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The Wall Street Journal.

Up From Ground Zero
September 11, 2003

In this space on this day a year ago, we wrote that the most fitting memorial to the nearly 3,000 people who perished when the World Trade Center fell would be a living one.

The best expression of the spirit of New York, and of those who died, would be to see once again thousands of people from dozens of countries working, meeting, shopping, eating -- that is, engaged in the kind of productive work and play that used to take place in and around the Twin Towers.

One year later there is progress toward that goal. A redevelopment design has been chosen that would build 10 million square feet of office space at Ground Zero. The squabbling (and suing, this being America) isn't over and a lot of details remain to be worked out, but there's a good chance ground will be broken next year on the site's signature 1,776-foot "Freedom Tower."

Meanwhile, as we look down from our offices into the six-story crater where the towers once stood, we can see the foundation for one building already being laid; developer Larry Silverstein may begin signing up tenants as early as next year. A station for the underground train from New Jersey is also under construction. It should reopen later this fall, easing the daily commute for thousands of downtown workers.

There are signs, too, that the surrounding downtown area is making a comeback. Vacancy rates are falling, shops are reopening, waterfront park benches are full at lunchtime. Burger King and Brooks Brothers are back across from Ground Zero. Morgan Stanley feels confident enough about the future that it has put an office tower a stone's throw from the site on the market for $416 a square foot -- a price that would be a downtown record.

All of this is good news. The bad news is that Ground Zero is located in New York City, where the political culture hasn't changed at all since 9/11. New York has long been one of the most heavily taxed and regulated cities in the nation, with stifling union work rules, and two years later all of that is worse.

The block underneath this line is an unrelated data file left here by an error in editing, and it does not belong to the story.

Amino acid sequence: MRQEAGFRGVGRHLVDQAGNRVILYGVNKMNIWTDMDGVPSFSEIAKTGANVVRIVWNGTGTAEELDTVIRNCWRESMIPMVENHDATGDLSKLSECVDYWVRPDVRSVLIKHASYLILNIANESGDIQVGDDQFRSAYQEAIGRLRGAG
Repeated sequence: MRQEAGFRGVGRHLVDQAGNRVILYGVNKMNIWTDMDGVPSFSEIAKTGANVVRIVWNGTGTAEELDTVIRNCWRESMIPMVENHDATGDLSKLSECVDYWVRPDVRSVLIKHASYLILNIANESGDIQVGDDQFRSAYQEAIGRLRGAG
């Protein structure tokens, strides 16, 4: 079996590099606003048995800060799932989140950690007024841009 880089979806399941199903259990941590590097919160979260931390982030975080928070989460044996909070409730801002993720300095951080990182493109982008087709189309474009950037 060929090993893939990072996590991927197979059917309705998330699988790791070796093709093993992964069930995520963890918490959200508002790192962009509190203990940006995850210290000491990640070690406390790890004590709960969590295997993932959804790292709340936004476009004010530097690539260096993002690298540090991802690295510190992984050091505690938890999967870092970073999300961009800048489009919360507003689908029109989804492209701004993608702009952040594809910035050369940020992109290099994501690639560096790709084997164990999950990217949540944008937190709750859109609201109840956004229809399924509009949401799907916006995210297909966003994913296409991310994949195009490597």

Thanks to tax-happy Mayor Michael Bloomberg, New Yorkers now shell out more for just about everything they earn or buy. Sales taxes, property taxes and income taxes are all up. The left-leaning City Council has done its share of damage too. As the Manhattan Institute's Steven Malanga has chronicled, unions and anti-development activists now set the agenda, with the result that the Council is more unfriendly to entrepreneurship than ever. Commercial rent control -- along the lines of the 50-year-old residential rent control law that has devastated the city's housing stock -- is just one of its many anti-business proposals.

Meanwhile, forget about any "big vision" for rebuilding Lower Manhattan. No one is talking much anymore about the one proposal that would give the biggest boost to the neighborhood's economy -- direct rail links to Long Island and the airports. The CEOs of American Express, Merrill Lynch and Bank of New York warned in a memo this spring that the public sector is no longer "working with the sense of urgency and singularity of purpose" that marked the cleanup efforts.

The most remarkable fact about Ground Zero two years later is the degree to which it remains a tourist mecca. Hundreds -- some days, thousands -- of visitors from around the globe flock downtown to gape at the hole where the towers once stood, stare at the graffiti testimonials, and reflect on the tragedy and bravery of that day. At least those visitors can report back to their many corners of America and the world that, however slowly, Ground Zero is coming back to life.

©2003 The Wall Street Journal

 

 


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